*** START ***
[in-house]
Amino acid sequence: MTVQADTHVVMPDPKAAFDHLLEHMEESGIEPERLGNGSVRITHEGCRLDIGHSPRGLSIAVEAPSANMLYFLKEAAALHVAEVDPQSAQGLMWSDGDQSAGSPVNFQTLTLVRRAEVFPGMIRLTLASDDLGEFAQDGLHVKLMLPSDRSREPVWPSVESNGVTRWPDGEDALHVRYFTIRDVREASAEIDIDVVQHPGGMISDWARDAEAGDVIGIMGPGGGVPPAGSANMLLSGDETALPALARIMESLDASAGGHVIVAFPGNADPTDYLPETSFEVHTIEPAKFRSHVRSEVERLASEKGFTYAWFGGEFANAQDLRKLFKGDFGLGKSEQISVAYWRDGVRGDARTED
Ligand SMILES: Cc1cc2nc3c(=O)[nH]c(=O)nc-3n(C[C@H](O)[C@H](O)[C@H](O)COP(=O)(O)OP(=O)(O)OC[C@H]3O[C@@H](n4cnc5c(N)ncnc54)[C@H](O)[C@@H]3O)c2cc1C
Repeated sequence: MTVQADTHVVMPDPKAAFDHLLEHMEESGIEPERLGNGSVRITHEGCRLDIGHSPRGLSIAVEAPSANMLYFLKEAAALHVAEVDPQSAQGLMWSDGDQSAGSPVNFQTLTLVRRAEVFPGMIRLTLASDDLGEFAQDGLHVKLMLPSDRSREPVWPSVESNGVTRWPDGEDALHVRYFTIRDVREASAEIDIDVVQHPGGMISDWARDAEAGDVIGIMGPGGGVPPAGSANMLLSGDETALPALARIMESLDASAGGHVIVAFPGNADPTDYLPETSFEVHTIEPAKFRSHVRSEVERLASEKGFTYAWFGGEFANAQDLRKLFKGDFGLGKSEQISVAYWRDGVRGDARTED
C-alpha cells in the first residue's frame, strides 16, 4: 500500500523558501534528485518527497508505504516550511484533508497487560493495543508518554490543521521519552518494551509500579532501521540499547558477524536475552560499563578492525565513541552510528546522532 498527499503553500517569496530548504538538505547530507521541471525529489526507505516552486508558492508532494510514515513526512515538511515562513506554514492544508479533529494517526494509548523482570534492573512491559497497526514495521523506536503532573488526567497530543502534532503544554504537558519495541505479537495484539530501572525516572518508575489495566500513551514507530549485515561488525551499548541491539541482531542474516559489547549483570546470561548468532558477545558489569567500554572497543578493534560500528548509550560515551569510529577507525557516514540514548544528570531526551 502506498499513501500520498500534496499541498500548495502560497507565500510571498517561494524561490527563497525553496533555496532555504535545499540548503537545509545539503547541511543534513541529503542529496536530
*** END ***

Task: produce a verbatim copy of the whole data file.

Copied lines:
[in-house]
Amino acid sequence: MTVQADTHVVMPDPKAAFDHLLEHMEESGIEPERLGNGSVRITHEGCRLDIGHSPRGLSIAVEAPSANMLYFLKEAAALHVAEVDPQSAQGLMWSDGDQSAGSPVNFQTLTLVRRAEVFPGMIRLTLASDDLGEFAQDGLHVKLMLPSDRSREPVWPSVESNGVTRWPDGEDALHVRYFTIRDVREASAEIDIDVVQHPGGMISDWARDAEAGDVIGIMGPGGGVPPAGSANMLLSGDETALPALARIMESLDASAGGHVIVAFPGNADPTDYLPETSFEVHTIEPAKFRSHVRSEVERLASEKGFTYAWFGGEFANAQDLRKLFKGDFGLGKSEQISVAYWRDGVRGDARTED
Ligand SMILES: Cc1cc2nc3c(=O)[nH]c(=O)nc-3n(C[C@H](O)[C@H](O)[C@H](O)COP(=O)(O)OP(=O)(O)OC[C@H]3O[C@@H](n4cnc5c(N)ncnc54)[C@H](O)[C@@H]3O)c2cc1C
Repeated sequence: MTVQADTHVVMPDPKAAFDHLLEHMEESGIEPERLGNGSVRITHEGCRLDIGHSPRGLSIAVEAPSANMLYFLKEAAALHVAEVDPQSAQGLMWSDGDQSAGSPVNFQTLTLVRRAEVFPGMIRLTLASDDLGEFAQDGLHVKLMLPSDRSREPVWPSVESNGVTRWPDGEDALHVRYFTIRDVREASAEIDIDVVQHPGGMISDWARDAEAGDVIGIMGPGGGVPPAGSANMLLSGDETALPALARIMESLDASAGGHVIVAFPGNADPTDYLPETSFEVHTIEPAKFRSHVRSEVERLASEKGFTYAWFGGEFANAQDLRKLFKGDFGLGKSEQISVAYWRDGVRGDARTED
C-alpha cells in the first residue's frame, strides 16, 4: 500500500523558501534528485518527497508505504516550511484533508497487560493495543508518554490543521521519552518494551509500579532501521540499547558477524536475552560499563578492525565513541552510528546522532 498527499503553500517569496530548504538538505547530507521541471525529489526507505516552486508558492508532494510514515513526512515538511515562513506554514492544508479533529494517526494509548523482570534492573512491559497497526514495521523506536503532573488526567497530543502534532503544554504537558519495541505479537495484539530501572525516572518508575489495566500513551514507530549485515561488525551499548541491539541482531542474516559489547549483570546470561548468532558477545558489569567500554572497543578493534560500528548509550560515551569510529577507525557516514540514548544528570531526551 502506498499513501500520498500534496499541498500548495502560497507565500510571498517561494524561490527563497525553496533555496532555504535545499540548503537545509545539503547541511543534513541529503542529496536530